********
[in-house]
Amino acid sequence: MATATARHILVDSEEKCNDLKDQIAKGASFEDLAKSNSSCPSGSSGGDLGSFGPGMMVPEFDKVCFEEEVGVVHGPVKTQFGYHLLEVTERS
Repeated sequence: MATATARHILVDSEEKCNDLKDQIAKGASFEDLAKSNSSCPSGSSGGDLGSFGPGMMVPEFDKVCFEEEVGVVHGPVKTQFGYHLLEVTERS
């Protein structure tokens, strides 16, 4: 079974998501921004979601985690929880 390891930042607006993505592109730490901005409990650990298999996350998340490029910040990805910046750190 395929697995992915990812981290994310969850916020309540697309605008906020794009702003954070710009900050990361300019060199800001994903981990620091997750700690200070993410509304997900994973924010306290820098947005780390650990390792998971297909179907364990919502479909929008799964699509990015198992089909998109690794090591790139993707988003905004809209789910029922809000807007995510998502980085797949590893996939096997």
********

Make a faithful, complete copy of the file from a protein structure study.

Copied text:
[in-house]
Amino acid sequence: MATATARHILVDSEEKCNDLKDQIAKGASFEDLAKSNSSCPSGSSGGDLGSFGPGMMVPEFDKVCFEEEVGVVHGPVKTQFGYHLLEVTERS
Repeated sequence: MATATARHILVDSEEKCNDLKDQIAKGASFEDLAKSNSSCPSGSSGGDLGSFGPGMMVPEFDKVCFEEEVGVVHGPVKTQFGYHLLEVTERS
């Protein structure tokens, strides 16, 4: 079974998501921004979601985690929880 390891930042607006993505592109730490901005409990650990298999996350998340490029910040990805910046750190 395929697995992915990812981290994310969850916020309540697309605008906020794009702003954070710009900050990361300019060199800001994903981990620091997750700690200070993410509304997900994973924010306290820098947005780390650990390792998971297909179907364990919502479909929008799964699509990015198992089909998109690794090591790139993707988003905004809209789910029922809000807007995510998502980085797949590893996939096997």